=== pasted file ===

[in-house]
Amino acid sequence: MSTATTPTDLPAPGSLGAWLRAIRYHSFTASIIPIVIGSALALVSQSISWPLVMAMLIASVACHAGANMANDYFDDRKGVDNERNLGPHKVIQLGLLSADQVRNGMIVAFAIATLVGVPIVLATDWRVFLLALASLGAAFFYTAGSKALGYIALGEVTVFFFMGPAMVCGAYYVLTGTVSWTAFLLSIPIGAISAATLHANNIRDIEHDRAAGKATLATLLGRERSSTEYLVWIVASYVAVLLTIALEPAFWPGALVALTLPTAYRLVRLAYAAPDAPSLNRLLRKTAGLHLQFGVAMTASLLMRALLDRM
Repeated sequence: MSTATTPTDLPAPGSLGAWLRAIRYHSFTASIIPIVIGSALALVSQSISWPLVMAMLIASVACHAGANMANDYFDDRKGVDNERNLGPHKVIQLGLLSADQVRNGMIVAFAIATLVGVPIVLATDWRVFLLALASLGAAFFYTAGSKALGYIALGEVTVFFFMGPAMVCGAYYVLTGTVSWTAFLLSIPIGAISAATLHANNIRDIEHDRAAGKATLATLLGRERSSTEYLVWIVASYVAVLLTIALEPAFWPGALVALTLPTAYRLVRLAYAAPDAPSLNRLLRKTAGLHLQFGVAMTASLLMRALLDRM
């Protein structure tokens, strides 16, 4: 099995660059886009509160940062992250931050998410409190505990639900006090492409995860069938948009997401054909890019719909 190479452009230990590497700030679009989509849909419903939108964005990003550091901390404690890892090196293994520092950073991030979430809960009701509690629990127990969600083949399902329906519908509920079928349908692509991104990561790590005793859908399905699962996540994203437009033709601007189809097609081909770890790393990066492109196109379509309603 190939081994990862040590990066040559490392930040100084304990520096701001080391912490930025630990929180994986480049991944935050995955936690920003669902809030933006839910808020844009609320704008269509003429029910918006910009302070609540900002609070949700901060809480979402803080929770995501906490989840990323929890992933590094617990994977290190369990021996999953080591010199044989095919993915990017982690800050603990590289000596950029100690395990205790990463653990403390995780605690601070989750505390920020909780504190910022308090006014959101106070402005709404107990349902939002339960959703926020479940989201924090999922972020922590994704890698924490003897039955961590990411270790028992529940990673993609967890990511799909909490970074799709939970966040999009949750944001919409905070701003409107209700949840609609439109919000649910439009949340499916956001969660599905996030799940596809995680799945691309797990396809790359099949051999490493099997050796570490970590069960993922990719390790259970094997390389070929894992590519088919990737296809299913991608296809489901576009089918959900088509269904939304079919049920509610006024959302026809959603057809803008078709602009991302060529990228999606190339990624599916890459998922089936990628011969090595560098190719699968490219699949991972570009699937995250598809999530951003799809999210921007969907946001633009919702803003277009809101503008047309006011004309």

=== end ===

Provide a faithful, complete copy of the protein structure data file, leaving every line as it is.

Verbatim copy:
[in-house]
Amino acid sequence: MSTATTPTDLPAPGSLGAWLRAIRYHSFTASIIPIVIGSALALVSQSISWPLVMAMLIASVACHAGANMANDYFDDRKGVDNERNLGPHKVIQLGLLSADQVRNGMIVAFAIATLVGVPIVLATDWRVFLLALASLGAAFFYTAGSKALGYIALGEVTVFFFMGPAMVCGAYYVLTGTVSWTAFLLSIPIGAISAATLHANNIRDIEHDRAAGKATLATLLGRERSSTEYLVWIVASYVAVLLTIALEPAFWPGALVALTLPTAYRLVRLAYAAPDAPSLNRLLRKTAGLHLQFGVAMTASLLMRALLDRM
Repeated sequence: MSTATTPTDLPAPGSLGAWLRAIRYHSFTASIIPIVIGSALALVSQSISWPLVMAMLIASVACHAGANMANDYFDDRKGVDNERNLGPHKVIQLGLLSADQVRNGMIVAFAIATLVGVPIVLATDWRVFLLALASLGAAFFYTAGSKALGYIALGEVTVFFFMGPAMVCGAYYVLTGTVSWTAFLLSIPIGAISAATLHANNIRDIEHDRAAGKATLATLLGRERSSTEYLVWIVASYVAVLLTIALEPAFWPGALVALTLPTAYRLVRLAYAAPDAPSLNRLLRKTAGLHLQFGVAMTASLLMRALLDRM
């Protein structure tokens, strides 16, 4: 099995660059886009509160940062992250931050998410409190505990639900006090492409995860069938948009997401054909890019719909 190479452009230990590497700030679009989509849909419903939108964005990003550091901390404690890892090196293994520092950073991030979430809960009701509690629990127990969600083949399902329906519908509920079928349908692509991104990561790590005793859908399905699962996540994203437009033709601007189809097609081909770890790393990066492109196109379509309603 190939081994990862040590990066040559490392930040100084304990520096701001080391912490930025630990929180994986480049991944935050995955936690920003669902809030933006839910808020844009609320704008269509003429029910918006910009302070609540900002609070949700901060809480979402803080929770995501906490989840990323929890992933590094617990994977290190369990021996999953080591010199044989095919993915990017982690800050603990590289000596950029100690395990205790990463653990403390995780605690601070989750505390920020909780504190910022308090006014959101106070402005709404107990349902939002339960959703926020479940989201924090999922972020922590994704890698924490003897039955961590990411270790028992529940990673993609967890990511799909909490970074799709939970966040999009949750944001919409905070701003409107209700949840609609439109919000649910439009949340499916956001969660599905996030799940596809995680799945691309797990396809790359099949051999490493099997050796570490970590069960993922990719390790259970094997390389070929894992590519088919990737296809299913991608296809489901576009089918959900088509269904939304079919049920509610006024959302026809959603057809803008078709602009991302060529990228999606190339990624599916890459998922089936990628011969090595560098190719699968490219699949991972570009699937995250598809999530951003799809999210921007969907946001633009919702803003277009809101503008047309006011004309």